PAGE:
The wildfire problem in California requires that every resident living in or near the forest take action to reduce the fire hazards on their property. This includes clearing, trimming and pruning vegetation that poses a direct threat to structures and increasing the potential for a ground fire to climb into the tree canopy. The primary goal of California's Fire Safe program is to educate the public about living in the "Interface" of wildland and human settlement. Two strategies provide the best level of protection for residents and their communities:
- Defensible Space — an area surrounding a structure where the vegetation (or fuel load) has been modified or removed to
- reduce the fire hazard and
- provide an opportunity for firefighters to safely defend the structure in the path of an approaching wildfire.
This provides the key point of defense from an approaching wildfire or structure fire that escapes into the adjacent vegetation. Residents must accept the responsibility of self-protection by implementing the recommendations for creating defensible space (see Tools for Action for ideas and help).
- A Shaded Fuel Break (SFB) is defined as "a defensible location to be used by fire suppression resources to suppress oncoming wildfires." Fuel breaks are strategically located to maximize their effect in protecting an area as well as to provide a location for fighting fire. Though a fuel break alone will NOT stop a wildfire, these are some of the important benefits they provide:
- Protection to communities, forest resources, watersheds and wildlife
- Deal with fuel loading conditions at the appropriate scale and pace
- Provide cooperative opportunities with adjoining property owners
- Reduce road side fire ignitions
- Provide safe areas for fire fighting activities
- Provide safety areas for fire fighters
- Serve as outdoor forestry educational classrooms
This project implemented a Shaded Fuel Break in one neighborhood, strategically placed by scientific analysis to improve fire protection for the City of Colfax, its two public schools, and residents. Additionally, it brought neighbors together in a cooperative and beneficial endeavor (see Neighborhood Cooporation for more details). This web site and the CD produced as a result of the project can inform the public and lead to more community fire safe collaboration in the Sierra Nevada and wherever the threat of wildfire is present (see Community Opportunities).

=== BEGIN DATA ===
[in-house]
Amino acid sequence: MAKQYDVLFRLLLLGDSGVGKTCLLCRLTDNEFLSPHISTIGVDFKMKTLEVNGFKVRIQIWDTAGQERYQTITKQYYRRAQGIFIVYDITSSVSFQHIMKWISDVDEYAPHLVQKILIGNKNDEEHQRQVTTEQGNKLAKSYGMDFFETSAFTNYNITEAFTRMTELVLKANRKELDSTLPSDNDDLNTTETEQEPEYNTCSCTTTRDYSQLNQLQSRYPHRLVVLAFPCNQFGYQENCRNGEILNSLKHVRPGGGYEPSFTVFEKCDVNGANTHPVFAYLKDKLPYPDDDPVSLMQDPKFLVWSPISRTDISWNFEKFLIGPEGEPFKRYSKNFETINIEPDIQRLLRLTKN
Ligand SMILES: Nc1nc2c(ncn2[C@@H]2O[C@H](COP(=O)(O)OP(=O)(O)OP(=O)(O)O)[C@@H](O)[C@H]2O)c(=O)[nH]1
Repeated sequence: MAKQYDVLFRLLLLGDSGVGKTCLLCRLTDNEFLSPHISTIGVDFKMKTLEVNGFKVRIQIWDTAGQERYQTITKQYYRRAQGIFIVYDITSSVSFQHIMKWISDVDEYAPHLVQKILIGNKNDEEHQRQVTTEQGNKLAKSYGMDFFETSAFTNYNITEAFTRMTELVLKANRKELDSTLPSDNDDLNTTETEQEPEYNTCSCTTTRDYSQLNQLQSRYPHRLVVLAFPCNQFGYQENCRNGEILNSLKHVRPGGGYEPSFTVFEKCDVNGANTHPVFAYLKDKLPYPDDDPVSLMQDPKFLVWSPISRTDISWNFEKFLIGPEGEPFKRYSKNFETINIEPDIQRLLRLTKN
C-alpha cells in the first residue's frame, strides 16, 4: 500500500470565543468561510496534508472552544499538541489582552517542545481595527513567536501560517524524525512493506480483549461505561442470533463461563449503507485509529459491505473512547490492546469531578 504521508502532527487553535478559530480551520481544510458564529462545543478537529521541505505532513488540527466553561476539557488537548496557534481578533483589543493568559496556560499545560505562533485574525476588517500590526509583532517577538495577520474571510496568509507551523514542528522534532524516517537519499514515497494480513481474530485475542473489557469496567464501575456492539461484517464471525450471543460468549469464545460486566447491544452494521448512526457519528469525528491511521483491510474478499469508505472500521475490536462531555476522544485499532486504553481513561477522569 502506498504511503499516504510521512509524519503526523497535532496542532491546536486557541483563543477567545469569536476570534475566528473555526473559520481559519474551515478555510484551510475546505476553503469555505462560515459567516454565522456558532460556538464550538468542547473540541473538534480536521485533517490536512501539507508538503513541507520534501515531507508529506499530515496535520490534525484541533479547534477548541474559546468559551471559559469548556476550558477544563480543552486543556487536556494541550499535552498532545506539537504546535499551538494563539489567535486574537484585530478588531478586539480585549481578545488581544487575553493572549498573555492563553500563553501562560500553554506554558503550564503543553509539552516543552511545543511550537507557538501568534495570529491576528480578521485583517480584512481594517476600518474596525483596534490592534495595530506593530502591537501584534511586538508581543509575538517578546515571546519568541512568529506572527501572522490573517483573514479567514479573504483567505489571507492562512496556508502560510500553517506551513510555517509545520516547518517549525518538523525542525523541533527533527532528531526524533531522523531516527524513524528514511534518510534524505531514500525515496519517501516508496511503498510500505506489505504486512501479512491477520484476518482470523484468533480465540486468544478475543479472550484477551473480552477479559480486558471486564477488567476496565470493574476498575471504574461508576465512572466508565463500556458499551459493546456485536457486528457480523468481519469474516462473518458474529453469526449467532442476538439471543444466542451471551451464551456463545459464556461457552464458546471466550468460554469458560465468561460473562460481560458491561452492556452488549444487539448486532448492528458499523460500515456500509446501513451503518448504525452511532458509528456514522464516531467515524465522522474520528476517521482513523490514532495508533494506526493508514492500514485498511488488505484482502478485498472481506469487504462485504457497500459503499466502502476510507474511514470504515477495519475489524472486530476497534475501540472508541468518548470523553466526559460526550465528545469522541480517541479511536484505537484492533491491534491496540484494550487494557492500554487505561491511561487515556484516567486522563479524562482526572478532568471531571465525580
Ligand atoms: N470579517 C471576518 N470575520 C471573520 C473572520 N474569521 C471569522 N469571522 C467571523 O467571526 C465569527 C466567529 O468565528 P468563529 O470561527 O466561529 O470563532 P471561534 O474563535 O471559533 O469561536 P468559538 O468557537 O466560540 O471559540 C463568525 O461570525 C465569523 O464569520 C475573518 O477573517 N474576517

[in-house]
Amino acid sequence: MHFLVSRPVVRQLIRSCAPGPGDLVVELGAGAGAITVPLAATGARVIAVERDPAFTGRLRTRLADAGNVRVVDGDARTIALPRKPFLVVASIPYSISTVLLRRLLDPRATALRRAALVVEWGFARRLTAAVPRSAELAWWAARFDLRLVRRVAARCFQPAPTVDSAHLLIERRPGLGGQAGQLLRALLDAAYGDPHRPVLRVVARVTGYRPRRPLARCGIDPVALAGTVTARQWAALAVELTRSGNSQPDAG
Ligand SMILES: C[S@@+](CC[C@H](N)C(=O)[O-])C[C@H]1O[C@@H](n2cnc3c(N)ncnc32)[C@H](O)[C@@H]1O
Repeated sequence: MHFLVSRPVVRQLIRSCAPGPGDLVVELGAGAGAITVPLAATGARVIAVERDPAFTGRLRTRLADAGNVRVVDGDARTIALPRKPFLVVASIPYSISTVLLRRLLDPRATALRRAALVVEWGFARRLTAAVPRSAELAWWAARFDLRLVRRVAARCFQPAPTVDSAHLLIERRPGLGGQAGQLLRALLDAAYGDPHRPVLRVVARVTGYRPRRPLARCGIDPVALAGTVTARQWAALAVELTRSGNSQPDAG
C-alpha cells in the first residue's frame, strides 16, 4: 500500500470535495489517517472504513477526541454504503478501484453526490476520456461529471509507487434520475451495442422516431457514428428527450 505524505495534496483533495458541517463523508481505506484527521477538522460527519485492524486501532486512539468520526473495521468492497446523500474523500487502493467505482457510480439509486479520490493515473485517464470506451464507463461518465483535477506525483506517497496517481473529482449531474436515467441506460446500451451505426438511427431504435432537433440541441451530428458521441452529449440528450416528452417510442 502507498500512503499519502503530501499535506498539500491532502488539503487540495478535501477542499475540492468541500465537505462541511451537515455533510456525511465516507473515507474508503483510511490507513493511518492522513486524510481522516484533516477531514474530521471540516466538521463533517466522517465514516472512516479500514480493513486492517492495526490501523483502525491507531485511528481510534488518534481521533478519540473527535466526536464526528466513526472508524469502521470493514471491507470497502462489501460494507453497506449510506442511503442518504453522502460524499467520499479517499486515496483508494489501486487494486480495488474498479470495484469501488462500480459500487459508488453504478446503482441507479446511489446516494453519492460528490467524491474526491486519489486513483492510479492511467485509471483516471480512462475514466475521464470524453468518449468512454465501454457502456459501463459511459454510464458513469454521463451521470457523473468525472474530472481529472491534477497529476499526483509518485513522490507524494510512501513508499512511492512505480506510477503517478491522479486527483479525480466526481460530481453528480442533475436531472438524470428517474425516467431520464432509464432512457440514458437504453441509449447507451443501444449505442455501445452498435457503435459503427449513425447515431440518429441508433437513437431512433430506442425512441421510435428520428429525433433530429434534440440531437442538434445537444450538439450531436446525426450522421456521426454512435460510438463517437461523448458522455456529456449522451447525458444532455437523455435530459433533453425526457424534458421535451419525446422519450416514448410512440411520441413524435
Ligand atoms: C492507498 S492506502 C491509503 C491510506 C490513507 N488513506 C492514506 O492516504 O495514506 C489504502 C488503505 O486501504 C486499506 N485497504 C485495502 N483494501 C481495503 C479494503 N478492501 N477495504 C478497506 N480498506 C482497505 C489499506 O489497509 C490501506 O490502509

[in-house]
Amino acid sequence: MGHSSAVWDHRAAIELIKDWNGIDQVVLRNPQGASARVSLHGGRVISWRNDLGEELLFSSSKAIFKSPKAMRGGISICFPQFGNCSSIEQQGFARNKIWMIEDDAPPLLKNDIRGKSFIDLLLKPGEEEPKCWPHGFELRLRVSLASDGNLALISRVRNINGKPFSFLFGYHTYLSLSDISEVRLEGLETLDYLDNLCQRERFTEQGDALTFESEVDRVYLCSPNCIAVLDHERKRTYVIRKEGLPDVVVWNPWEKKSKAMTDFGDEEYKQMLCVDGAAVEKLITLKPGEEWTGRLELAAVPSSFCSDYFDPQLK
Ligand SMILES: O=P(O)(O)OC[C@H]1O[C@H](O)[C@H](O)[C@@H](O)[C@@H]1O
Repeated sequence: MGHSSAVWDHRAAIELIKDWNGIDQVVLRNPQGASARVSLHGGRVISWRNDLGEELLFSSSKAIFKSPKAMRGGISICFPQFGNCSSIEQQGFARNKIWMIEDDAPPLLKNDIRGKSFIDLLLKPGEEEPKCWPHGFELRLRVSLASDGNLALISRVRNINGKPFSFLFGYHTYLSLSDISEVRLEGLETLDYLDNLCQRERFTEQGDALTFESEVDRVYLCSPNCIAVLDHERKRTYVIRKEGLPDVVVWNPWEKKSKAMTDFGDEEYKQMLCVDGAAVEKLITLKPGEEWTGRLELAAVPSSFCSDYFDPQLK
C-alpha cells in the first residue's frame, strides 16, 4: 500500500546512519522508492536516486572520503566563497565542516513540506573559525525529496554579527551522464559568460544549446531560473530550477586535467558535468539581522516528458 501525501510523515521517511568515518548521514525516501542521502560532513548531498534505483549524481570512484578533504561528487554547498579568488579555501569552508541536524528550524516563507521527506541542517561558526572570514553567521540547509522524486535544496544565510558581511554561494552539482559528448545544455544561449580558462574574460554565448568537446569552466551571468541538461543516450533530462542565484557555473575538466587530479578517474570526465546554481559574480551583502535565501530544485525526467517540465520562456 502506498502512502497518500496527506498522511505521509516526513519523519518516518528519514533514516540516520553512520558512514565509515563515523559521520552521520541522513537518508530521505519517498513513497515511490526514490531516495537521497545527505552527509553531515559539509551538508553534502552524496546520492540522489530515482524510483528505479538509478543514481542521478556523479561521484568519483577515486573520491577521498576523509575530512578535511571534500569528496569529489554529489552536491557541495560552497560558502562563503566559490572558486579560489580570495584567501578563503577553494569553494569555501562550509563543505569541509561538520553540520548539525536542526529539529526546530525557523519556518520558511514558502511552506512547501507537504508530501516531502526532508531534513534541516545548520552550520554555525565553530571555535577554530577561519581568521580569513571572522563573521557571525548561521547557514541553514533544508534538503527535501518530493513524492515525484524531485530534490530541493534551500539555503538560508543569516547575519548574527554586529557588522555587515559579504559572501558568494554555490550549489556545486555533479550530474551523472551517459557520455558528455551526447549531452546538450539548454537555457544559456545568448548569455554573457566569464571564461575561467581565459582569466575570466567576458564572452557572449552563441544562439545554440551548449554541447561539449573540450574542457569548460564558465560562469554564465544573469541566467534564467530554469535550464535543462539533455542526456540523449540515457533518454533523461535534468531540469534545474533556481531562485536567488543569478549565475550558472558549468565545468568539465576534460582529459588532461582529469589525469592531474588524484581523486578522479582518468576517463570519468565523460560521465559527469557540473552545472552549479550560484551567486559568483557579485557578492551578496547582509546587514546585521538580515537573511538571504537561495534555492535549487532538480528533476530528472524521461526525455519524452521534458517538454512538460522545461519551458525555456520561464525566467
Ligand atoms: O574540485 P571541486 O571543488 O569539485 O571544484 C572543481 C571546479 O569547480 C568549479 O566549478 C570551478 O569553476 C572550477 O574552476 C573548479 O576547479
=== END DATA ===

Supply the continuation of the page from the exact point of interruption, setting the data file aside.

"Although wildfires will start in spite of the best possible efforts of fire prevention and some of those will grow to be large destructive infernos, it is far from inevitable that homes and towns in the fire path must be destroyed . . . intense, destructive fire behavior can be prevented and neighborhoods made more defensible if wildland-urban intermix residents can be persuaded to install and maintain fire safe landscapes and provide structures and neighborhoods with defensible space."
— U.S. Forest Service
"At the Forest Service, we learned the lesson long ago and ended the war against fire. Today, we work with fire to promote resource diversity and restore fire-adapted ecosystems. We stress homeowner fire-safety programs, but we also protect the surrounding landscape, because a home is more than just a house.
"Your home is the community you belong to. It's the surrounding landscape with everything it gives you, such as scenic beauty and clean water from your municipal watershed. If you've saved your house in a community devastated by fire — in a landscape blackened by fire — you've still lost your home."
— Dale Bosworth, U.S. Forest Service (2004)